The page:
Business rules is the current term for a type of knowledge that is knotty to automate. The type of knowledge it refers to is logical knowledge, as distinct from factual knowledge or procedural knowledge.
Factual knowledge is exactly that, and it can very naturally be stored in a computer because a computer's basic architecture includes memory, both internal and external, that is ideally suited to storing factual information. Database tools and the constructs in programming languages that describe facts have evolved naturally from computer memory.
Procedural knowledge is the knowledge of how to do something, the steps to take to perform a task. A computer has a central processing unit (CPU) that does things, one step at a time, which is ideally suited for executing procedures. Programming languages have evolved from this basic architecture that make it easy to encode and execute procedural knowledge.
It is a computer's natural aptitude for facts and procedures that lead to the birth of "data" "processing."
Logical knowledge is about relationships between entities. Despite the stereotypes and use of the word 'logic' in talking about computers, computers do NOT have a natural aptitude for storing and using logic. Tools and techniques have been developed for automating logical knowledge, but they do not have the clean connection to the underlying machine that tools for factual and procedural knowledge have.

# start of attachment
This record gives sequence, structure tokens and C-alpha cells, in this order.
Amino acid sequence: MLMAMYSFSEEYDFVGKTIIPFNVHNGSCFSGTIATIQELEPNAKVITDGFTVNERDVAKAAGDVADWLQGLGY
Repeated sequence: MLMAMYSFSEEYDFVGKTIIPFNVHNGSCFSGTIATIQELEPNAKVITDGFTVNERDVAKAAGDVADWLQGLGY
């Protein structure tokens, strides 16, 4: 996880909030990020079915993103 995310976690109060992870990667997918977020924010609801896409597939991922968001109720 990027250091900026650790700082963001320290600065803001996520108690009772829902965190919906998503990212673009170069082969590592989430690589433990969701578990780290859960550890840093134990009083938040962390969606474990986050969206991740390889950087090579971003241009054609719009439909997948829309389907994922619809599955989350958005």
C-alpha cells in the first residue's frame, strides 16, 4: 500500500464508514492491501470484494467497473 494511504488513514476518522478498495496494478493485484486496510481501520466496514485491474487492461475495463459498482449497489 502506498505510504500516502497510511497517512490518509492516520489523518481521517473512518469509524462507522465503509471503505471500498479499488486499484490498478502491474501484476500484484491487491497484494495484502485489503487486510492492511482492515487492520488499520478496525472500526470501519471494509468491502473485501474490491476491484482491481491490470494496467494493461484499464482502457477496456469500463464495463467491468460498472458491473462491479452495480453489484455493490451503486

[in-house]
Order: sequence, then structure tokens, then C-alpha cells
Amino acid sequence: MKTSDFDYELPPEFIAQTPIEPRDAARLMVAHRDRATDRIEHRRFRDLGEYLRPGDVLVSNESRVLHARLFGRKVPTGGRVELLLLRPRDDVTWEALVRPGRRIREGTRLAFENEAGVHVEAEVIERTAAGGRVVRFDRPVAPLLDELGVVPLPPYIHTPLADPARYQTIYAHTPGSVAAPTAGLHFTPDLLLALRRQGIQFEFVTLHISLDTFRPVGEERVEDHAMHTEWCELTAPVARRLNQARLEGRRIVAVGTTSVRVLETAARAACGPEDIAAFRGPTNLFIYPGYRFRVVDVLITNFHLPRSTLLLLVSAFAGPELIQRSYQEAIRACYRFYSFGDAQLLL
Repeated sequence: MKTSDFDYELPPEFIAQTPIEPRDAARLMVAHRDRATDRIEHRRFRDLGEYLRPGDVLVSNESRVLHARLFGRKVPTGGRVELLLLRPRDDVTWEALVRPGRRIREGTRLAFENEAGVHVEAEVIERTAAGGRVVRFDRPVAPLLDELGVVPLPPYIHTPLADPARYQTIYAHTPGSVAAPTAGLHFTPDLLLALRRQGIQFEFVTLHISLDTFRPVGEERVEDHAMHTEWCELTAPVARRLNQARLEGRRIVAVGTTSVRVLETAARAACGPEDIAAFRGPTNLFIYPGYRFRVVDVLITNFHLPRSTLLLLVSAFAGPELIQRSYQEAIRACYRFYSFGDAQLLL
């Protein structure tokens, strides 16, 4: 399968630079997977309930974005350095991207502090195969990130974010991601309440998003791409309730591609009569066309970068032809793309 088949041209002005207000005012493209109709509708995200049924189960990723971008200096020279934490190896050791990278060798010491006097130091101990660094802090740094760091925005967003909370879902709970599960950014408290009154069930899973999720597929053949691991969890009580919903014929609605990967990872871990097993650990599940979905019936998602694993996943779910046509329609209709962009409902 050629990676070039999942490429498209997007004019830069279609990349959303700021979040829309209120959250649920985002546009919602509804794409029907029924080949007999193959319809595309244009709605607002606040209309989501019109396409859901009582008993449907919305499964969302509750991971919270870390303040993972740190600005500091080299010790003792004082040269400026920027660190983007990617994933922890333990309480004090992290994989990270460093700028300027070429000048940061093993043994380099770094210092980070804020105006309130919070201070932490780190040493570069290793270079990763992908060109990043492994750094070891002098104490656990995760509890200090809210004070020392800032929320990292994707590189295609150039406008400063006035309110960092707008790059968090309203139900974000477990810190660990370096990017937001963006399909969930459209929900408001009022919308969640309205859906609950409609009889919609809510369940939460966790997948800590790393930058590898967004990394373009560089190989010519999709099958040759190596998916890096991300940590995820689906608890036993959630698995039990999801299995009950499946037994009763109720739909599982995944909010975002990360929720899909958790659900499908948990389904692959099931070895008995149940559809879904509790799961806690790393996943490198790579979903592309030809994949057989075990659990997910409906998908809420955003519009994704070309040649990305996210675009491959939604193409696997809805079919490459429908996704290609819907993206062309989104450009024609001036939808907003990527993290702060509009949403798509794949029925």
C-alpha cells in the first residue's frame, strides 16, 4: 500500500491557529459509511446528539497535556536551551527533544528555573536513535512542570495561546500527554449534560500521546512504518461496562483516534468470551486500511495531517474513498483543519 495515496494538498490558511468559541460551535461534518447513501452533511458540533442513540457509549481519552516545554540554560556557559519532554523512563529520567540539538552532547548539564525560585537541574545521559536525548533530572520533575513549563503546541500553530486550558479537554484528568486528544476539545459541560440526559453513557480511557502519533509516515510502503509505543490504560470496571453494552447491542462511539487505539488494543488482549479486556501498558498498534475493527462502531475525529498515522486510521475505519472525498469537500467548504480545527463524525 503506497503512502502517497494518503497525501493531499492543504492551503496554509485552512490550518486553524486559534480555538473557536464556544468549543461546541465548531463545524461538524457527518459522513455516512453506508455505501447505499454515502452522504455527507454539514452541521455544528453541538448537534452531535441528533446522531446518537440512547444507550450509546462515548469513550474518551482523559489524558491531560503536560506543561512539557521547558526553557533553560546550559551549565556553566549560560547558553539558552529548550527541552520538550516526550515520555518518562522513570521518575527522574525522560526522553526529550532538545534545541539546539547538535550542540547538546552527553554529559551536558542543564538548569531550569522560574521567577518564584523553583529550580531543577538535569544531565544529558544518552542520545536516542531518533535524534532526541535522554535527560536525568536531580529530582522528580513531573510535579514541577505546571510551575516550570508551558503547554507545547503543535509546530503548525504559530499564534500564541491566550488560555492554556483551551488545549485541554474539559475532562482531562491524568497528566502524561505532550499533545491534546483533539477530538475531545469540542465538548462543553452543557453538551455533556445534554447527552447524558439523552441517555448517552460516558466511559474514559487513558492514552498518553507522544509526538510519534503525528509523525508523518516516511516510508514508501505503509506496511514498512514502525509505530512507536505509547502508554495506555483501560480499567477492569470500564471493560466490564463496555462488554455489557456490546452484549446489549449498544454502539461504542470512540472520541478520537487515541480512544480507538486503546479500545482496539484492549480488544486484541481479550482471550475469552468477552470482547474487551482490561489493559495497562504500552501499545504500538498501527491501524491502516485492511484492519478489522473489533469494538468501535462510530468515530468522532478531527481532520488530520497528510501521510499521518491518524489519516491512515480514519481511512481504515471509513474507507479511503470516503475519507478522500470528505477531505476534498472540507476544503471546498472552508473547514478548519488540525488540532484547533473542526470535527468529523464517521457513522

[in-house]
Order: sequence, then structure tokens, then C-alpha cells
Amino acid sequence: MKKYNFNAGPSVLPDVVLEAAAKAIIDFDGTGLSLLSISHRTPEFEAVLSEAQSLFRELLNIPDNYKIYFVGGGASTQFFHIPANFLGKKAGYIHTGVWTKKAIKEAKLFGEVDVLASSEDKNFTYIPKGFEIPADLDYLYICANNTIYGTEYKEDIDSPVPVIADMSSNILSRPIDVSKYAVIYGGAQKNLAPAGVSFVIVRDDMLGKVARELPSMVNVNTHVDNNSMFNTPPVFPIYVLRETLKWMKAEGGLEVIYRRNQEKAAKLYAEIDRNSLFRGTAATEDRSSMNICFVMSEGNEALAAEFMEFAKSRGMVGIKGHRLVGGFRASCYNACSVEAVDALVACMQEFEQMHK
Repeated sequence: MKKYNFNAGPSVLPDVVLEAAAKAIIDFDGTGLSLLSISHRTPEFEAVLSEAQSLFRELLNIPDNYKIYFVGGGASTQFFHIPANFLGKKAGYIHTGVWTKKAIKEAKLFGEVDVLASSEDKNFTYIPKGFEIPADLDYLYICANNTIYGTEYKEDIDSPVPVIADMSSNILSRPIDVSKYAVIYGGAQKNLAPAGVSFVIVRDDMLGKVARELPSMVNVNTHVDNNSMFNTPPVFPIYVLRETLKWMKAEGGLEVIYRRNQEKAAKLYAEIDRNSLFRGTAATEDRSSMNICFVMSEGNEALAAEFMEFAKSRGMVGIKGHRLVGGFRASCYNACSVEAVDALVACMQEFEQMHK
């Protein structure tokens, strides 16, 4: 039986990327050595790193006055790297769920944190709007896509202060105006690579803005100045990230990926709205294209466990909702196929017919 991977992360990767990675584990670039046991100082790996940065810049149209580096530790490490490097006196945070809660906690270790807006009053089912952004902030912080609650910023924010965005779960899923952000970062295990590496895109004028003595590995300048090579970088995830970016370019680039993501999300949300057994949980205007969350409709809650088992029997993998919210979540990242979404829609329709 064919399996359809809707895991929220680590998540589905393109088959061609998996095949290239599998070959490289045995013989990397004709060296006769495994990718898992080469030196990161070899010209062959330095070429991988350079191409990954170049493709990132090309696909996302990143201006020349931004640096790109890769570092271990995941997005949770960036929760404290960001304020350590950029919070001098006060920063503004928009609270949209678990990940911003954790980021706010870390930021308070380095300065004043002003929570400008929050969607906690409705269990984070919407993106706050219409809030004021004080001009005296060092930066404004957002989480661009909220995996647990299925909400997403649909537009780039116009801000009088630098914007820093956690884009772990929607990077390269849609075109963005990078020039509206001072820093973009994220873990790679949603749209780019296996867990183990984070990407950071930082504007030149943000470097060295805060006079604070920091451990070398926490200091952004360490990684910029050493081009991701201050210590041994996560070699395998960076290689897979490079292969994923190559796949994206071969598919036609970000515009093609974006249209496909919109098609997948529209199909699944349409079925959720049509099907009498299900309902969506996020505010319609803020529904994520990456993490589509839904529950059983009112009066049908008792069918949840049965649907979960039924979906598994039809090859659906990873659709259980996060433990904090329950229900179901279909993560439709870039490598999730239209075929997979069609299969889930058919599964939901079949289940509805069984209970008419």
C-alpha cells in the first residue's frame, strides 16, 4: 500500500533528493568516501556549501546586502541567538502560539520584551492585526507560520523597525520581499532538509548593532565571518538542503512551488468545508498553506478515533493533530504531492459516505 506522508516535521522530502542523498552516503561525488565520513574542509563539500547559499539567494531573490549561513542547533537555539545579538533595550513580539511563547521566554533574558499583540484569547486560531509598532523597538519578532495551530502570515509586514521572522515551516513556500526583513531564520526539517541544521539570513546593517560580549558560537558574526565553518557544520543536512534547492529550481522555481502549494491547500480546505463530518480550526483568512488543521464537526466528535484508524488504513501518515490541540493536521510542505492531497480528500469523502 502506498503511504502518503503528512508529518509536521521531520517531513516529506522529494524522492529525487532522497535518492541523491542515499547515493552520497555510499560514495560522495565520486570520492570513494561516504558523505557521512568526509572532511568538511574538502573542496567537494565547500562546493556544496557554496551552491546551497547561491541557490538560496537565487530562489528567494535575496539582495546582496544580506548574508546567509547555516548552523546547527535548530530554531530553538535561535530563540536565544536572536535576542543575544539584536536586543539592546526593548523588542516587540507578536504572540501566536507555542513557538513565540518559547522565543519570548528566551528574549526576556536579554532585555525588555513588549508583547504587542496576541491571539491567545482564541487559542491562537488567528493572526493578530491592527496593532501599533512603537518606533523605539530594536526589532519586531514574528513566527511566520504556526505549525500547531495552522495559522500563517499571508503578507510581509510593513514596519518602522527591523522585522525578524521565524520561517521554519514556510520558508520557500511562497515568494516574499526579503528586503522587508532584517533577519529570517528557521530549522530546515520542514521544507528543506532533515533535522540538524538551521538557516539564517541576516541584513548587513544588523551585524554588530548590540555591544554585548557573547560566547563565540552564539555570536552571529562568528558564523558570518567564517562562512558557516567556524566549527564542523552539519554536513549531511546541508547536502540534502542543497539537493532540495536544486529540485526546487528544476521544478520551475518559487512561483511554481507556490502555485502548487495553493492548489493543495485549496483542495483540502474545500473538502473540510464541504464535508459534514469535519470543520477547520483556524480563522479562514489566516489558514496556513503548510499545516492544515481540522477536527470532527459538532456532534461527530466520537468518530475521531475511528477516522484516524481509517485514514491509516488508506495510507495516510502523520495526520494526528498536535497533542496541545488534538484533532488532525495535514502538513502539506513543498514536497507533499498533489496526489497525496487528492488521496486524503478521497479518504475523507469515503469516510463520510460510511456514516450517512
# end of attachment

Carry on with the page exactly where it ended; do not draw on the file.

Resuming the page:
Logic lets you assert:
If an individual is human then that individual is mortal.
This isn't a fact that is easily stored as data. Nor is it a procedure. It is an assertion of a relationship that can be applied to deducing new facts from old. It doesn't fit well as a passive fact in memory, because it is meant to be applied to data; but it doesn't fit well as a procedure because it is not a step in a sequence of steps to be executed.
If logic was limited to philosophical assertions, who cares. But logic is also how you express relationships like:
If a call was made on a weekend the price is 5 cents a minute.
If a call was made during the week after 8pm the price is 7 cents a minute.
If a call was made during the week before 8pm the price is 10 cents a minute.
The pragmatic value of automating this type of logic is more apparent.
The most common method of automating logical relationships, such as the pricing rules above, is to shoehorn them into either data or procedures. There are difficulties, as we'll see, but this approach has the tremendous advantage of using the same tools and programming talent used for all other aspects of application development.
The pricing rules above could be put into a decision table with rows and columns like this.
The program that priced a call would take call data, compute the boolean values of weekend and night, and then do a table lookup to get the price per minute.